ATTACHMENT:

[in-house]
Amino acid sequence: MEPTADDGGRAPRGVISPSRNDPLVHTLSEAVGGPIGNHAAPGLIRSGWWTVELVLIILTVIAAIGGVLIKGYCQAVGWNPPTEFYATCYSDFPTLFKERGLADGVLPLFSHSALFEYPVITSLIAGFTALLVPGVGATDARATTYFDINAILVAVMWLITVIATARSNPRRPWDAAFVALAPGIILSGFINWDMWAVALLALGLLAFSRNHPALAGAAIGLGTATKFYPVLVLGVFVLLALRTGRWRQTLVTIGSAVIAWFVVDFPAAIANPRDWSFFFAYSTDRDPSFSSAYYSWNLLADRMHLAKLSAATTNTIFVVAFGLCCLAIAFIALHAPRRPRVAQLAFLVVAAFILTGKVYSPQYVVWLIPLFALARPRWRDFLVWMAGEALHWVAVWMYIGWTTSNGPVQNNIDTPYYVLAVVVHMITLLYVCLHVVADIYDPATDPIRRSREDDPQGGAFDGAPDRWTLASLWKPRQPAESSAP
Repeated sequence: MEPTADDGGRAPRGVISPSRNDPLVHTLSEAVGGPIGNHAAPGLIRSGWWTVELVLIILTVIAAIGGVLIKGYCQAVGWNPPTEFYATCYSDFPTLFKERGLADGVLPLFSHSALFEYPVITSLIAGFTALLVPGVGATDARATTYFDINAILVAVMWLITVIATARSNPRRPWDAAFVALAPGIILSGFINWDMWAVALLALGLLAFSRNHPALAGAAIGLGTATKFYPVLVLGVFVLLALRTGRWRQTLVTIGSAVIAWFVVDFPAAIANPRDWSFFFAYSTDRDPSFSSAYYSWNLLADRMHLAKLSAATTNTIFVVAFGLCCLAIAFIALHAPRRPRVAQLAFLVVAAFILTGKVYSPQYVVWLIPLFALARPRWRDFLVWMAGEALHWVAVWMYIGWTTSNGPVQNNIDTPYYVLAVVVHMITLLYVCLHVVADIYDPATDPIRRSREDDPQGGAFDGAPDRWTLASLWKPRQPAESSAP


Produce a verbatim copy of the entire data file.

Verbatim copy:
[in-house]
Amino acid sequence: MEPTADDGGRAPRGVISPSRNDPLVHTLSEAVGGPIGNHAAPGLIRSGWWTVELVLIILTVIAAIGGVLIKGYCQAVGWNPPTEFYATCYSDFPTLFKERGLADGVLPLFSHSALFEYPVITSLIAGFTALLVPGVGATDARATTYFDINAILVAVMWLITVIATARSNPRRPWDAAFVALAPGIILSGFINWDMWAVALLALGLLAFSRNHPALAGAAIGLGTATKFYPVLVLGVFVLLALRTGRWRQTLVTIGSAVIAWFVVDFPAAIANPRDWSFFFAYSTDRDPSFSSAYYSWNLLADRMHLAKLSAATTNTIFVVAFGLCCLAIAFIALHAPRRPRVAQLAFLVVAAFILTGKVYSPQYVVWLIPLFALARPRWRDFLVWMAGEALHWVAVWMYIGWTTSNGPVQNNIDTPYYVLAVVVHMITLLYVCLHVVADIYDPATDPIRRSREDDPQGGAFDGAPDRWTLASLWKPRQPAESSAP
Repeated sequence: MEPTADDGGRAPRGVISPSRNDPLVHTLSEAVGGPIGNHAAPGLIRSGWWTVELVLIILTVIAAIGGVLIKGYCQAVGWNPPTEFYATCYSDFPTLFKERGLADGVLPLFSHSALFEYPVITSLIAGFTALLVPGVGATDARATTYFDINAILVAVMWLITVIATARSNPRRPWDAAFVALAPGIILSGFINWDMWAVALLALGLLAFSRNHPALAGAAIGLGTATKFYPVLVLGVFVLLALRTGRWRQTLVTIGSAVIAWFVVDFPAAIANPRDWSFFFAYSTDRDPSFSSAYYSWNLLADRMHLAKLSAATTNTIFVVAFGLCCLAIAFIALHAPRRPRVAQLAFLVVAAFILTGKVYSPQYVVWLIPLFALARPRWRDFLVWMAGEALHWVAVWMYIGWTTSNGPVQNNIDTPYYVLAVVVHMITLLYVCLHVVADIYDPATDPIRRSREDDPQGGAFDGAPDRWTLASLWKPRQPAESSAP